Ottawa, ON March 31, 2003 Statistics Canada says that university enrolment in fields related to technology, such as engineering and mathematics, has soared during the past three years, and the gains have been particularly prominent among women.
From 1997/98 to 2000/01, enrolment in mathematics and physical sciences rose 19%, the biggest jump among all fields of study. This was nearly twice the increase of 10% in engineering and applied sciences, the second fastest growing discipline.
In both fields of study, the number of women enrolled increased more than 20% during the three-year period. In fact, the proportion of women increased in every field of study except agricultural and biological sciences.
The number of women in engineering and applied sciences increased 20% during the same time frame, compared with only 7% for men.
Enrolment growth at the undergraduate level has been driven by two fields of study over the last three years. Undergraduate enrolment increased 20% in mathematics and physical sciences and 10% in engineering and applied sciences.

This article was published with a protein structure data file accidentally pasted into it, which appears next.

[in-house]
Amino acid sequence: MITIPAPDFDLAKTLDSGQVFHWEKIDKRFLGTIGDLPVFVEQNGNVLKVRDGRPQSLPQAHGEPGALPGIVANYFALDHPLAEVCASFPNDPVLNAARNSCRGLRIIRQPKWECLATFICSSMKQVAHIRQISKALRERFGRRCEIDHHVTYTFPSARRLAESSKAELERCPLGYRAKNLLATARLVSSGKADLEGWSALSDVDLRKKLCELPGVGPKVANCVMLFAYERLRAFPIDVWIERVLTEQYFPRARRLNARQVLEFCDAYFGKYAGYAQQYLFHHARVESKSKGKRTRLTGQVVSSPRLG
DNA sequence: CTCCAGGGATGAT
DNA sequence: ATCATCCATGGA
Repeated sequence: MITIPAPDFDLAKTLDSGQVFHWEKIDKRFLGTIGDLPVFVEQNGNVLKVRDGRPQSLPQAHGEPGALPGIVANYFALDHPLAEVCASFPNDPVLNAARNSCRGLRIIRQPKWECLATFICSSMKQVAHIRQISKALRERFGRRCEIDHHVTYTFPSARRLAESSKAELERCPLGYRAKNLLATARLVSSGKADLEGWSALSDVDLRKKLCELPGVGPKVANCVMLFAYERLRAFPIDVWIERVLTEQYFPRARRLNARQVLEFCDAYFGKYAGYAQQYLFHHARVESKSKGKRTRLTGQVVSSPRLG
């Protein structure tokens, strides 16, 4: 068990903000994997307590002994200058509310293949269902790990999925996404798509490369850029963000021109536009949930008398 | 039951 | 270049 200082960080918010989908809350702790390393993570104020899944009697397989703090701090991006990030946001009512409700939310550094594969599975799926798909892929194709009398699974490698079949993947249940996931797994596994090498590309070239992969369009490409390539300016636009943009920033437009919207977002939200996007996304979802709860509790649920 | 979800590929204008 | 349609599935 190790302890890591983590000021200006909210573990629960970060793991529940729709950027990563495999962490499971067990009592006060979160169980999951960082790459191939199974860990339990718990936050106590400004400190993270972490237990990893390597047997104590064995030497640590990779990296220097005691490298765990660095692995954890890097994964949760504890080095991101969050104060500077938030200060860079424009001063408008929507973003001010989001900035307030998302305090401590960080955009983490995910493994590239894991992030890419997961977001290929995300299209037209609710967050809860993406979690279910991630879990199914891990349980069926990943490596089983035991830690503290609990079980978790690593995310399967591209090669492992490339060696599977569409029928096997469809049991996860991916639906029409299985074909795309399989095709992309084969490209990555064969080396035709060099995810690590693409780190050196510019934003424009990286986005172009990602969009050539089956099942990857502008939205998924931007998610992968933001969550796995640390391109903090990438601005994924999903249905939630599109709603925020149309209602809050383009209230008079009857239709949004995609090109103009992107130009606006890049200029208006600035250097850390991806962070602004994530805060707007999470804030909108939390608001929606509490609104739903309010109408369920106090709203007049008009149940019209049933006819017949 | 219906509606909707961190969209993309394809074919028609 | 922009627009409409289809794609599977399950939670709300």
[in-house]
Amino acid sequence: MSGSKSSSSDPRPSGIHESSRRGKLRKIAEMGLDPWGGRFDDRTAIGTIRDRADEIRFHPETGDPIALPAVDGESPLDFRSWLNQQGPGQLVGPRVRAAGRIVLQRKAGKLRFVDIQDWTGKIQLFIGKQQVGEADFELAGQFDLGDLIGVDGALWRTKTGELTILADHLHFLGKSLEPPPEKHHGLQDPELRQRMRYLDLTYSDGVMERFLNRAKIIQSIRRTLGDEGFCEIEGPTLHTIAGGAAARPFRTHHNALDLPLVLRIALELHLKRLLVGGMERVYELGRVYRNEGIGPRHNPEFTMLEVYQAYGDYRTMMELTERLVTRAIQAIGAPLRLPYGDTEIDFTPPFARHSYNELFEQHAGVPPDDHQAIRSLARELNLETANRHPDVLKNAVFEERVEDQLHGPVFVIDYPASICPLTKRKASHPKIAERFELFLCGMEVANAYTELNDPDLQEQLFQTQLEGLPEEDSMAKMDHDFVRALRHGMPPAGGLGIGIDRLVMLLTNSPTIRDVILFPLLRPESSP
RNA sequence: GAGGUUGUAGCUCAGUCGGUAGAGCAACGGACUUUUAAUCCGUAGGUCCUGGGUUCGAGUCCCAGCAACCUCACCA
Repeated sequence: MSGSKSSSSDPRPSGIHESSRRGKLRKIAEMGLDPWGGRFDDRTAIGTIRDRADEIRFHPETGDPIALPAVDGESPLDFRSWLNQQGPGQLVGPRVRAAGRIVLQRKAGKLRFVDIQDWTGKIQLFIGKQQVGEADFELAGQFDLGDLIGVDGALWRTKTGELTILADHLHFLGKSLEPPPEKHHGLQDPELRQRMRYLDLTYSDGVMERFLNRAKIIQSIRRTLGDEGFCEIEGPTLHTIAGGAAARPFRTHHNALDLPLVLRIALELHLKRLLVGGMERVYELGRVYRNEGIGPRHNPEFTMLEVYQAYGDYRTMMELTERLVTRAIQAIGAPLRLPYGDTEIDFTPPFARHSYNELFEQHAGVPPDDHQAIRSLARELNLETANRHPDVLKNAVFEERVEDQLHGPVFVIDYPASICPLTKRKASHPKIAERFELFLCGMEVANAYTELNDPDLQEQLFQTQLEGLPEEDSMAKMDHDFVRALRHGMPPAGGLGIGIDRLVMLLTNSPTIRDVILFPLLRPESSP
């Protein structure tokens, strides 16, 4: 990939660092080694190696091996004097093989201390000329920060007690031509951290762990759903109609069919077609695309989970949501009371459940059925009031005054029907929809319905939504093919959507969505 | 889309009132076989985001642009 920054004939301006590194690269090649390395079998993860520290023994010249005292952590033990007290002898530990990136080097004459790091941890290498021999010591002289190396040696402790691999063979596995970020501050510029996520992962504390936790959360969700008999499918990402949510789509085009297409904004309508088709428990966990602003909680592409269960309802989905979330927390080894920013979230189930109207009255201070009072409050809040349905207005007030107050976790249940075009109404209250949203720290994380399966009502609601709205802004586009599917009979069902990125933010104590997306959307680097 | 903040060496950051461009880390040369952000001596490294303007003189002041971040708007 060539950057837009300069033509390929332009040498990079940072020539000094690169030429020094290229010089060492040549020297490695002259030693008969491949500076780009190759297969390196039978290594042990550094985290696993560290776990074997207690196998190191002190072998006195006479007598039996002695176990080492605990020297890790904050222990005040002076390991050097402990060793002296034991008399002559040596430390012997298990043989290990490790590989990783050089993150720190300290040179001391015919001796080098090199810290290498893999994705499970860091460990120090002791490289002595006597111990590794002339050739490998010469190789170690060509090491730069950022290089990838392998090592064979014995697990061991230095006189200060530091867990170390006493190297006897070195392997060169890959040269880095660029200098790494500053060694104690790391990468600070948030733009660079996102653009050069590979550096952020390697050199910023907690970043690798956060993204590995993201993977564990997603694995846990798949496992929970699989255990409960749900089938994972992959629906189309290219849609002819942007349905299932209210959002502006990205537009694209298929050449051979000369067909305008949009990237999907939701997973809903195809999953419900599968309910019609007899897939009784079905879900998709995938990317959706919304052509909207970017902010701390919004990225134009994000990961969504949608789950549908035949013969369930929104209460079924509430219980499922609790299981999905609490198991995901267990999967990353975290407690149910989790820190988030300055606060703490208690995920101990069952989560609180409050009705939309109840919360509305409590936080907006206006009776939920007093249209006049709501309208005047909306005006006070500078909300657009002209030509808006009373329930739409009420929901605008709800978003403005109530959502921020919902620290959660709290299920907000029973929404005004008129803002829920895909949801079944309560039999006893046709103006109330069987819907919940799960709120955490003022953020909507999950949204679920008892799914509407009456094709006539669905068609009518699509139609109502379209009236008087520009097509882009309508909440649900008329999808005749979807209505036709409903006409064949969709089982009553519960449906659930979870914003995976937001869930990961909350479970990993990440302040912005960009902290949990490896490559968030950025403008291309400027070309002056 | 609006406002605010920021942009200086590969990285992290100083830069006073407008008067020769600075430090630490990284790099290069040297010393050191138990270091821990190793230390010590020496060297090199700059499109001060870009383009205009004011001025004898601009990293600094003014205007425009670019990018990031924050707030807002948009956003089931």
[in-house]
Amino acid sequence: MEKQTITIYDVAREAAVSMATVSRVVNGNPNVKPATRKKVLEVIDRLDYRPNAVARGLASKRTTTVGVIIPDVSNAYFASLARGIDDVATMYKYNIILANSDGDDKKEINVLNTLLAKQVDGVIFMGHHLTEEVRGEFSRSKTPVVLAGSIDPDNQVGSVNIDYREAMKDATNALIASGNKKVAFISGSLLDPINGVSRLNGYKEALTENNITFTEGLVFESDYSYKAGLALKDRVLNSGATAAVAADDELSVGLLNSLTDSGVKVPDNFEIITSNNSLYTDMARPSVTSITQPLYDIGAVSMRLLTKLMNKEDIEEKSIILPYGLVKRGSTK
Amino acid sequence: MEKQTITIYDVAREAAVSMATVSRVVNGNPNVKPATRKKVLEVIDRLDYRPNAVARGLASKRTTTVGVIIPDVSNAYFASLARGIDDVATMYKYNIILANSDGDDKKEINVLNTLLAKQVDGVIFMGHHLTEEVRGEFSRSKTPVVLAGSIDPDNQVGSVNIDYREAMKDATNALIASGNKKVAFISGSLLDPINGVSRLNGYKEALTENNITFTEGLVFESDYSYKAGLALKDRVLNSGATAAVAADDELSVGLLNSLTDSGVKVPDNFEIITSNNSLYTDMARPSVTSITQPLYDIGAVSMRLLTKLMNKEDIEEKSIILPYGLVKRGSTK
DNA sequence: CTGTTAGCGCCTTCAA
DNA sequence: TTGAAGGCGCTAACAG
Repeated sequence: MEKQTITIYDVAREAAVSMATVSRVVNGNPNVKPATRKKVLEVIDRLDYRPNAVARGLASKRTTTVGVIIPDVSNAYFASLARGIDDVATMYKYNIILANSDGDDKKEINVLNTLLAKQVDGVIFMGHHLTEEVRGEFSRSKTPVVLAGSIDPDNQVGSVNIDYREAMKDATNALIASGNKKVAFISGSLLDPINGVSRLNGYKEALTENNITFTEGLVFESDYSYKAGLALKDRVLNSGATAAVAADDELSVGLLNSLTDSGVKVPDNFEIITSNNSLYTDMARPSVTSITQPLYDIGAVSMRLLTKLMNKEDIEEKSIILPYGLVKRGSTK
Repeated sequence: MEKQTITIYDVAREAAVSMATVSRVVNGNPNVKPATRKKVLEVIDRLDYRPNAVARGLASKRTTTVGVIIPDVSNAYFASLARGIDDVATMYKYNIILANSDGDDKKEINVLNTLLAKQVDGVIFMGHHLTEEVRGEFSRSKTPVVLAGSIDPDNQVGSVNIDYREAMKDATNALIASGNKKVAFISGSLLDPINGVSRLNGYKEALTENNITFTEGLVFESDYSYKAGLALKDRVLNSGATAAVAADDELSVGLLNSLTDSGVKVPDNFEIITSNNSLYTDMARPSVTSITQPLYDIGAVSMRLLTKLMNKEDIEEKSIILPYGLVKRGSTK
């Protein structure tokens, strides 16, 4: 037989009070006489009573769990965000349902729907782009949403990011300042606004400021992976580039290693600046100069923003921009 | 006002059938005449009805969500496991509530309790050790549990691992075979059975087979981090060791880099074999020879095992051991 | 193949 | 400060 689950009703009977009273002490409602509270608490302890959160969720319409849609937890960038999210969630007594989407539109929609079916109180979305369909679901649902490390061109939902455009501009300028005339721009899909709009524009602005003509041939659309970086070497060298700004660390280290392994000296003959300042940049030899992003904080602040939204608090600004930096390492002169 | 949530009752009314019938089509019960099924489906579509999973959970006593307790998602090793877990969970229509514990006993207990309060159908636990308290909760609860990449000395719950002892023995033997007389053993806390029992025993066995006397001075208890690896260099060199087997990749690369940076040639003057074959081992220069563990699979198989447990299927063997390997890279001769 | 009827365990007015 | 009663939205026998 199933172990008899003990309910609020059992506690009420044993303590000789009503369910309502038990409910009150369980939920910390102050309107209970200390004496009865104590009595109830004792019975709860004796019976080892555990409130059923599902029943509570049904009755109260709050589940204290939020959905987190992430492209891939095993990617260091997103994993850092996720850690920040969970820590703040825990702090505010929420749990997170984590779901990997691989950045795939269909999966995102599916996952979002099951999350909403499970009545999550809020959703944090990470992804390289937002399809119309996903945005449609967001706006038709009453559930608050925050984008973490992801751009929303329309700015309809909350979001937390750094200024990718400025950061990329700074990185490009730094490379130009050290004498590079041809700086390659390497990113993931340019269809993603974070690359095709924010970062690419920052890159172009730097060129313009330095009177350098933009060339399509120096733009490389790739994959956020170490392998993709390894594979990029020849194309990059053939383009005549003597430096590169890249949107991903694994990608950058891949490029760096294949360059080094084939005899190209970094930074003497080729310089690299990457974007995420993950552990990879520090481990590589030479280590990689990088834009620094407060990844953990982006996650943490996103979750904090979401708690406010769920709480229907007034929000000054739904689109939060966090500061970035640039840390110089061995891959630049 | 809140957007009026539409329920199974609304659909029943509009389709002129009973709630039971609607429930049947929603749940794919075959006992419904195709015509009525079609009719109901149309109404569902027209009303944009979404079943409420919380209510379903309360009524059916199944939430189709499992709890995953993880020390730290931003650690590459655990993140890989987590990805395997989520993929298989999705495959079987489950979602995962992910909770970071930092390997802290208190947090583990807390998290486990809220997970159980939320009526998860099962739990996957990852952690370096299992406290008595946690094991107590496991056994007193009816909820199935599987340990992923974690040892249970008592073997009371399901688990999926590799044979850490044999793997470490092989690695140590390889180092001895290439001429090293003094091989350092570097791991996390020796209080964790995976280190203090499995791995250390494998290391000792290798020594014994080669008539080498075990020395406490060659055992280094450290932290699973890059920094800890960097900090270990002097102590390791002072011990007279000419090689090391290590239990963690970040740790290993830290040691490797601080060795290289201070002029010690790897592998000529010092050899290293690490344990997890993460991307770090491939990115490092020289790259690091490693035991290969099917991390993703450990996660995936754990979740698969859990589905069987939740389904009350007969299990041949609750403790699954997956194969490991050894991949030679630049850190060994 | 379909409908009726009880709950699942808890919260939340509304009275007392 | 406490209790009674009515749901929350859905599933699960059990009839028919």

At the graduate level, enrolment also increased in these two fields of study. But graduate enrolment growth in social sciences, at 14%, and agricultural and biological sciences, at 12%, outpaced graduate enrolment growth in mathematics and physical sciences and in engineering and applied sciences. In fact, of the 8,500 new graduate students since 1997/98, 5,000 enrolled in social sciences.
Among women, enrolment increases at the graduate level exceed 13% in five different fields of study: engineering and applied sciences; mathematics and physical sciences; agricultural and biological sciences; social sciences; and health professions and occupations.
In contrast, among men, gains in enrolment were less than 13% in every field. Much the same pattern occurred in undergraduate enrolment, as percentage gains were greater for women than men in every field of study.
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